Jarkko Nieminem – 31
Ranked #44, Jarkko is the greatest Finnish tennis player of all time (sorry, Veli Paloheimo), and has been to the quarters of three of the four majors.
Michael llodra – 32
Ranked #52, we’re glad Michael has passed the “30” milestone, because it gives us another excuse to show his classic court-stripping moment.
Paul-Henri Mathieu – 31
Ranked #58, Paul-Henri has been as high as #12, and is adorable.
Victor Hanescu – 31
Ranked #61, Victor is the most successful Romanian tennis player since Ilie Năstase, and has shown a bit of the same fire.
Xavier Malisse – 32
Ranked #62, The X-Man is the greatest Belgian player of all time (well, the greatest male Belgian player), and reached a career high of #19 back in mid 00’s before losing a couple of years to injury. But he’s back and trying to regain his previous form.
Benjamin Becker – 31
Ranked #65, Benjamin will perhaps always be best known as the man who handed Andre Agassi his final defeat, at the 2006 U.S. Open.
Lukasz Kubot – 30
Ranked #76, Lukasz the Lionhearted has been to the third round or better of all four majors and boasted wins over Andy Roddick and Gael Monfils.
Bjorn Phau – 33
Ranked #78, Bjorn has never been past the second round of a major, and has never been ranked higher than #59, but has had a solid career, and did a win over Andre Agassi in the 2006 Dubai Championship.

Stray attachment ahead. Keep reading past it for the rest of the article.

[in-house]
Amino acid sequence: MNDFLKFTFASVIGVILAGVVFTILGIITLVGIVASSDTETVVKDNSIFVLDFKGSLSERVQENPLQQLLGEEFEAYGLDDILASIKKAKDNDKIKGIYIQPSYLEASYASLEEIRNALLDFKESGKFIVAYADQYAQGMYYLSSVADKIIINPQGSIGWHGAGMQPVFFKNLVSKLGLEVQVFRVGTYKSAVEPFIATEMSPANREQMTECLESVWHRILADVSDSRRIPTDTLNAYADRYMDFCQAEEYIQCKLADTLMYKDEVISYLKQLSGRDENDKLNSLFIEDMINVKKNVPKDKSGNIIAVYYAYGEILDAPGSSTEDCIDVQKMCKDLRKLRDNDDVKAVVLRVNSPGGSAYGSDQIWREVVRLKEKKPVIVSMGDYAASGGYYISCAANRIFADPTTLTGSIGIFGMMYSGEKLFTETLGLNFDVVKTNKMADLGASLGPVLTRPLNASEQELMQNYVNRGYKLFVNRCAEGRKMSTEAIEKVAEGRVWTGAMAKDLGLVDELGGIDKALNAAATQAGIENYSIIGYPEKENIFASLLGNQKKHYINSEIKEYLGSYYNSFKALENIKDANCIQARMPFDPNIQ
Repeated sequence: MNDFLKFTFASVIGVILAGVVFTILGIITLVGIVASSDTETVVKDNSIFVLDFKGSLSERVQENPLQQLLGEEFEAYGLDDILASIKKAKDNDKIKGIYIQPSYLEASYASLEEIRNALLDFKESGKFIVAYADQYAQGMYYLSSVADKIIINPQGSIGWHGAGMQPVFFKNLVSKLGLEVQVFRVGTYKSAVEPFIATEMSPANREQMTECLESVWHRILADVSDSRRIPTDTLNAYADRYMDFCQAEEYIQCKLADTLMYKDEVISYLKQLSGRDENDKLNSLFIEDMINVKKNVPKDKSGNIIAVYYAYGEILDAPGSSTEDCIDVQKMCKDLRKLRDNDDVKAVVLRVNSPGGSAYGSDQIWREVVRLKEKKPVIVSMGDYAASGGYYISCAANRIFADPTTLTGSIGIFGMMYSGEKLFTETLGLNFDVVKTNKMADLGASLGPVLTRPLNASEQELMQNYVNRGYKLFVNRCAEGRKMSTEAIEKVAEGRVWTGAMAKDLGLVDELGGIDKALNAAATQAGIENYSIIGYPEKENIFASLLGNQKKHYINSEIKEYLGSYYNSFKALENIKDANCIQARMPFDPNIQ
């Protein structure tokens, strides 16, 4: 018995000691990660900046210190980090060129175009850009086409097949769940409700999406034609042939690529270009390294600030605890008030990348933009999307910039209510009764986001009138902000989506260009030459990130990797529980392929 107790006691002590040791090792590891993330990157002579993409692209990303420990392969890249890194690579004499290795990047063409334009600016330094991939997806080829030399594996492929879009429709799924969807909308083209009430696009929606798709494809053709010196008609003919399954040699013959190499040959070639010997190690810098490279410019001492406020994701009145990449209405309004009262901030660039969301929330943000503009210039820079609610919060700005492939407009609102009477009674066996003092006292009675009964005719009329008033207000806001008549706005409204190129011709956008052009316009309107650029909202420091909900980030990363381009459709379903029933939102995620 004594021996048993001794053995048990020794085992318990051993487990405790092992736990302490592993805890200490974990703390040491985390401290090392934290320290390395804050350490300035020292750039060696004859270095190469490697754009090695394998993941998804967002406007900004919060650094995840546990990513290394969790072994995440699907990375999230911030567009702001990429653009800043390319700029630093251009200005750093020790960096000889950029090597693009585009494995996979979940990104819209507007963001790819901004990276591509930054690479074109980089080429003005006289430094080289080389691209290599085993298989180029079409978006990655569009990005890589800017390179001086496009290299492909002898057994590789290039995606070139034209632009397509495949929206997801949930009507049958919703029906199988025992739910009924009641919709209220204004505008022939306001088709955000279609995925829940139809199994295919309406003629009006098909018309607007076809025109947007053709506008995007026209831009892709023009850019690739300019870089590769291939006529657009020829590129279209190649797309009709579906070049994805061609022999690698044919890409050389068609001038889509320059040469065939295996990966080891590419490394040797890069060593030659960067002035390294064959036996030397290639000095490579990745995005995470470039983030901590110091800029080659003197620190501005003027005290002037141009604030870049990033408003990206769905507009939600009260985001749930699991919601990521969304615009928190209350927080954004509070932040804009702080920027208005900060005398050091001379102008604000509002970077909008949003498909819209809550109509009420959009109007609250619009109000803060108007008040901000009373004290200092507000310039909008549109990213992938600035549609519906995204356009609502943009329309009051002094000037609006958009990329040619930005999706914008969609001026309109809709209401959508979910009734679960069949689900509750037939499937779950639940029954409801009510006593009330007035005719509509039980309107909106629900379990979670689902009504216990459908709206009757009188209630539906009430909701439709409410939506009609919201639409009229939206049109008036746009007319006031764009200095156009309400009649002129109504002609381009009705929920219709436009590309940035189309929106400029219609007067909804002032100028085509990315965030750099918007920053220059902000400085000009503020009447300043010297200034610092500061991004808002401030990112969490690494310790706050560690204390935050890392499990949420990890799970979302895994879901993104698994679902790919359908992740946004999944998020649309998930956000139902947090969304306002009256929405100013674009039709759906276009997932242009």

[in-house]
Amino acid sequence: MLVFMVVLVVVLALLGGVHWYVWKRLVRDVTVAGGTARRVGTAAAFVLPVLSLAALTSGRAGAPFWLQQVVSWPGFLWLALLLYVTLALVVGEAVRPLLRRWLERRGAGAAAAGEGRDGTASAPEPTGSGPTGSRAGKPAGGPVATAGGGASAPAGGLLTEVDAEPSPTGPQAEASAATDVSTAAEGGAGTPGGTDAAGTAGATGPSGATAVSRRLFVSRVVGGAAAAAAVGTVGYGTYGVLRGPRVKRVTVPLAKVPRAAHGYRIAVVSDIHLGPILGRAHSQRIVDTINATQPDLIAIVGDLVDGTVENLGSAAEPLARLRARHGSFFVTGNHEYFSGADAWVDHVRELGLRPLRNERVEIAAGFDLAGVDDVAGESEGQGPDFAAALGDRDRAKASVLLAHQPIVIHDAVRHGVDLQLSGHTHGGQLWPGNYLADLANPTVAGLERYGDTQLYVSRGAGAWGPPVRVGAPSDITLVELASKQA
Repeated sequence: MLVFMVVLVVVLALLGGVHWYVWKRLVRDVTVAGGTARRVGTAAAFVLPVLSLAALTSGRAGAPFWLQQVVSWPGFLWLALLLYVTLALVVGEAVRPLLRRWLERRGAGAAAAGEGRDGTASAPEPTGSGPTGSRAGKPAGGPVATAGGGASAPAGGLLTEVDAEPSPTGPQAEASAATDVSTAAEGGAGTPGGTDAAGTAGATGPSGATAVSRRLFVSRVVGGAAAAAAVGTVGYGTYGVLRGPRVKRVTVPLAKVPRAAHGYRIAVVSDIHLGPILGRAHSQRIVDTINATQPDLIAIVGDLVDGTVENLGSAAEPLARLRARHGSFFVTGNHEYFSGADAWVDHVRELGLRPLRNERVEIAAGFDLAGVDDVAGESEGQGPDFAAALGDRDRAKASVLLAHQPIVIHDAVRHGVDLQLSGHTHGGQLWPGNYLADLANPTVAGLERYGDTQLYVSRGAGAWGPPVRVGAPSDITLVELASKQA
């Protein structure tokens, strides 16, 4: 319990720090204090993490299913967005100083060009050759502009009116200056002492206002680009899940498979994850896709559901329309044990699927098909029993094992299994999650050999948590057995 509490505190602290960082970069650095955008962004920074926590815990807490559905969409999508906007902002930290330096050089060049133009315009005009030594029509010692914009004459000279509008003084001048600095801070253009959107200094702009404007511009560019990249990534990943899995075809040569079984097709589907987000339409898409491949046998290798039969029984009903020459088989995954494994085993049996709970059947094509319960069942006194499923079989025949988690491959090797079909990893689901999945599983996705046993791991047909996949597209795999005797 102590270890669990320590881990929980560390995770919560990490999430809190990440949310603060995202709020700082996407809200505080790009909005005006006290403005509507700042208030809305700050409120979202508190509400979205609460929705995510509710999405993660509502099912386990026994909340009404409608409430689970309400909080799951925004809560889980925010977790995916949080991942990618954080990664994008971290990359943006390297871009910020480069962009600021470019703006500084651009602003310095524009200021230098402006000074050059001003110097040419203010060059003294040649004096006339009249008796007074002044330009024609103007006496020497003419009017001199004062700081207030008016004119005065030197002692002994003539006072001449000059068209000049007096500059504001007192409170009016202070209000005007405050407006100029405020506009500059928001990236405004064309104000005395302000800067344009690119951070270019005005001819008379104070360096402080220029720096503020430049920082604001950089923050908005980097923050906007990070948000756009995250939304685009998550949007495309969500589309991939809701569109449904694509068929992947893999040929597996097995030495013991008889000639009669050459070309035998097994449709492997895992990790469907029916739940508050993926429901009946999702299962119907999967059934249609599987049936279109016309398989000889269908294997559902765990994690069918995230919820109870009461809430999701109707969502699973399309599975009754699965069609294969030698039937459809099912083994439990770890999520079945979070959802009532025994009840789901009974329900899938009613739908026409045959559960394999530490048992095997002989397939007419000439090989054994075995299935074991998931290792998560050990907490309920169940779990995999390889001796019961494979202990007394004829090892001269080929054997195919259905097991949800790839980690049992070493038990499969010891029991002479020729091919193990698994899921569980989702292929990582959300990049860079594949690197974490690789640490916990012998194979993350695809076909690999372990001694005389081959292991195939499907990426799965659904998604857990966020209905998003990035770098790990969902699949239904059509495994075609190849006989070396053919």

Lleyton Hewitt – 31
Ranked #82, Rusty has been just that over the last few seasons, thanks to a number of injuries, but if this is his last year on tour, at least he’ll always be a former #1 with a U.S Open and Wimbledon title. The Hall Of Fame awaits.
David Nalbandian – 31
Ranked #84, David has reached the semis of all four Majors, and reached the Wimbledon final in 2002. He’s been as high as #3 in the world, but his ranking has tumbled over the last few seasons.
Filippo Volandri – 31
Ranked #87, It seems like every year we try to find some excuse to post this pic of Filippo … but this time it’s legitimate!
Olivier Rochus – 31
Ranked #89, Olivier hasn’t let his small stature ( At 5 ft 5 in tall he is officially the shortest player on the ATP World Tour) stop him from enjoying a successful tennis career. Even when he’s had to play John Isner.
Ruben Ramirez Hidalgo – 35
Ranked #90, Ruben is the oldest player in the Top 100, and though he’s never been ranked higher than #50, he’s still carving out a career in his mid-30s, mostly on clay.
Michael Russell – 34
Ranked #92, Michael turned pro fifteen years ago, and while he’s never been past the 4th round of a major (in Roland Garros in 2001, he was up two sets and had match point against two-time champion Gustavo Kuertan … and lost the match), he’s been a tireless professional (John McEnroe once praised “no one’s going to try harder on a tennis court than Michael Russell.”
Albert Montanes – 32
Ranked #95, Albert has been ranked as high as #22, and apparently refuses to practice shirtless.